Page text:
So I spent last week at the Popular Culture Association's National Meeting, which is always basically like nerdy braingasms. I gave a paper on Pacific Rim, spoke on a roundtable about Tolkien and derivative works, and ran a panel and roundtable on vampire literature. I also sat in on papers on comics, audience reception, adapting Sherlock, and a bunch of other things, and had some really great conversations, and then on the plane started sort of writing the following in my head:

Okay, so one of the ways to look at book history is how production and readership ties in with class: Today we refer to this (rather obliquely) as highbrow (Shakespeare), middlebrow (Tolkien), and lowbrow (comics? WWE?) culture. Now, what sort of came up in conversation at lunch one day, as happens, was the discussion of fandom as middle class activity. We like to think of the internet as freely available, but let's face it, it requires a computer and a connection, and any fanworks require software for images and wordprocessing. They also require time. This can also be tied into the assumption that fanworks are all by (middle class) teenage girls, because who has more leisure time for fan creation and media consumption, etc. etc.

Then you backtrack to the days of zines etc. You could obtain fic by either sending through the mail through ads in magazines (somewhere I have a 70s Star Trek mag that has one of those ads in the back for zines, with that old "- /" coding to denote whether it was gen or slash material) or by attending cons and acquiring them in the dealer's rooms (note: I know cons today often have a discounted charge if you want to go to the dealer's room and not the whole con--anyone know how far back that goes, or was it always the case?). So it would have been possible to have gone to buy zines but not shell out for actor photos and whatnot; not sure how many would have done that, but it would have been *possible*, I think.

But then in terms of actual zine production, back to the 1930s, there would still have been costs for paper, mimeo equipment, etc. etc. One of the fun things in my private collection is a short pamphlet by Don Wollheim from around ~39-40 where he is arguing against the US going to war because of the effect that will have on fan/SF culture: paper prices will go up and so will the cost of the magazines AND the fan pubs. (There's a paper in that, sometime.)

So backtracking even more, I'm thinking of Wilkie Collins's essay on the "Unknown Public" that was thousands of women buying books and serials back in the 1800s; his argument, as I recall, was about how they were buying all this lowbrow dreck (of course) and that someone (he) should *really* be teaching them to read properly. (Another note, there's been this preoccupation with "reading properly" back to the 16th and 17th c., and that too is tied in with class and also gender lines. Basically, men worrying about what women were reading goes way the hell back.)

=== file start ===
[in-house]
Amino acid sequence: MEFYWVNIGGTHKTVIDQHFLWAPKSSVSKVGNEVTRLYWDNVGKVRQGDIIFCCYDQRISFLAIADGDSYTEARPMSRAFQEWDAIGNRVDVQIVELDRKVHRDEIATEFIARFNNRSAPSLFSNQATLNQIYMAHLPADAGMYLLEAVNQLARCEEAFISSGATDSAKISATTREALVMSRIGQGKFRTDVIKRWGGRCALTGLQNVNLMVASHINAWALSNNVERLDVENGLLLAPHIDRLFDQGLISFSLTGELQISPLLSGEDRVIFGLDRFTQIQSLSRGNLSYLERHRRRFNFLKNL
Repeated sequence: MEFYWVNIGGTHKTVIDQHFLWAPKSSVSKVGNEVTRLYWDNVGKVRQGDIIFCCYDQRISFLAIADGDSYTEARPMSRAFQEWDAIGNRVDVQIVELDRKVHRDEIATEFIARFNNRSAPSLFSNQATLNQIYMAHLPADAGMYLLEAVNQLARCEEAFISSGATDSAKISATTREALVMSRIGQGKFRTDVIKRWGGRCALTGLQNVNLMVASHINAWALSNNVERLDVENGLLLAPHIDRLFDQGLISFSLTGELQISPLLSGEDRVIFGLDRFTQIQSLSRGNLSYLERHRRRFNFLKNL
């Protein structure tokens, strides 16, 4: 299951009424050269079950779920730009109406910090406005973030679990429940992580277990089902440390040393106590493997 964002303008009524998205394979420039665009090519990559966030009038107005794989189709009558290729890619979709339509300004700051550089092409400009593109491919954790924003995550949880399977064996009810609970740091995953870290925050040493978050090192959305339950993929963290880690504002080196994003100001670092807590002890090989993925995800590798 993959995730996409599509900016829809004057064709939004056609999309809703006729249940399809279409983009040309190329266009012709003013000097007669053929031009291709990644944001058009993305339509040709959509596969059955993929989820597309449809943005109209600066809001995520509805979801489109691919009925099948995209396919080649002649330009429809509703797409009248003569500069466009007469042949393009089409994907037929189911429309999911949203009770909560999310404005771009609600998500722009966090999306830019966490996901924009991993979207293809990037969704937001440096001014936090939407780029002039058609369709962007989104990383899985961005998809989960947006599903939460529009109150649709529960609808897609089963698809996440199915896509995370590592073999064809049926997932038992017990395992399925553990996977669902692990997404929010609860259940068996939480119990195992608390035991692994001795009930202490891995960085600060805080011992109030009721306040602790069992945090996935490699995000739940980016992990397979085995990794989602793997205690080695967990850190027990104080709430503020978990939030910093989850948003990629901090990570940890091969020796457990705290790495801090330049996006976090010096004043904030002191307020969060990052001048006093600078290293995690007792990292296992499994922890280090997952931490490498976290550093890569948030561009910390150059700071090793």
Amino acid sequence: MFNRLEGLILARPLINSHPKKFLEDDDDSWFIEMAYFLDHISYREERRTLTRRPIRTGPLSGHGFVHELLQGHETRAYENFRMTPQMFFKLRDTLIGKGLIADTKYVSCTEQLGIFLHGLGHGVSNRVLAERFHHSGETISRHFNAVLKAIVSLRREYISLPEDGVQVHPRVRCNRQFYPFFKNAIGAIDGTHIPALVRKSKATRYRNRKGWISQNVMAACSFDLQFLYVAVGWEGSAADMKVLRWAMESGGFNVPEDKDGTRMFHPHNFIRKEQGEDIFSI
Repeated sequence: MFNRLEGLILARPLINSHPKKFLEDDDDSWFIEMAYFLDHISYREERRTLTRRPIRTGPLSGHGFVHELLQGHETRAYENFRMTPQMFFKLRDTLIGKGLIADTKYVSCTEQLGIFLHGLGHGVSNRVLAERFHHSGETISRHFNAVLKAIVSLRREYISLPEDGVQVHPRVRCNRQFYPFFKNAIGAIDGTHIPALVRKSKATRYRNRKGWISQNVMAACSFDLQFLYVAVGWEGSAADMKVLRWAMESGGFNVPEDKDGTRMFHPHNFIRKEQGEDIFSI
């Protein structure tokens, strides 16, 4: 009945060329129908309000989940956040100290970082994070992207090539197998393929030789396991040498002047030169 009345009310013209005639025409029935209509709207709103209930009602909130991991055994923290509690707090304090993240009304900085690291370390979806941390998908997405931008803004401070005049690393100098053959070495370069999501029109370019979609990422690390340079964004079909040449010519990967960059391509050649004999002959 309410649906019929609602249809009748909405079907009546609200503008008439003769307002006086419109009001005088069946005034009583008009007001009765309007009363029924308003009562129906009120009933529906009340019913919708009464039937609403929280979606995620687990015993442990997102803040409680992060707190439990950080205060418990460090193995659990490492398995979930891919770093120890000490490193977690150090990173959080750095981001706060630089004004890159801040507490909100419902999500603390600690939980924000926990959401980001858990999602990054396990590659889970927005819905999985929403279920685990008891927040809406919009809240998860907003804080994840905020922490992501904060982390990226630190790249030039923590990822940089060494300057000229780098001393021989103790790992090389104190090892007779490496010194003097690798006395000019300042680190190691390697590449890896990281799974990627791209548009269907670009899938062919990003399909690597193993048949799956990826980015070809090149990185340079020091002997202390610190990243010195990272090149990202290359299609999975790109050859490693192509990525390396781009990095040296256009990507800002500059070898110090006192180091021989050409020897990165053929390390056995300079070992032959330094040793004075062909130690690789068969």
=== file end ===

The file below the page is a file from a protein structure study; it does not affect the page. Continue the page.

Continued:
Richard Altick in The English Common Reader actually did a fair bit with crunching numbers on publications and readers and such. I'm not sure if I'm relieved or not that he got kicked off my prelims list cos now I want to go back and look at it, though of course I need to focus on the books I already have. Altick was fairly seminal in shifting the discipline of book history from "how books were produced" to "who was reading them."

Anyway, fan histories/criticism tend to be written to focus on ethnography ("lookit what these people are doing! who are they?"), sociology ("look! it's women! *why* are they doing it??), and only now (like, literally, less than ten years) into literary critique ("this fan novel does x, y, and z."). I'm thinking if you apply book history practices to fandom, how we'll reveal things at a new slant: Not *why* women read and write slash, say, but what fans are really doing with their cultural preoccupations and so forth.

This can also be tied into romance studies, in a way. (Also, at PCA, I kind of wish I cared more about romances because what panels and scholars I have dipped into always seem to be consistently deep and well thought out. This year I attended a panel on gay romances and there were a couple of papers that were just really great histories of the emergence of those genres and how they were coded back in the 50s, 60s, and 70s, and it was *fascinating.*) Janice Radway's Reading the Romance basically focuses on the issues of women readers and writers, the patriarchy, and the middlebrow. Since a lot of fanworks are romances and erotica, a lot of this criticism and scholarship also applies. For instance, she has an essay about the supposition that romances are primarily lowbrow reading, except, of course, in terms of consumption and leisure time, a lot of romance readers are also middle class women.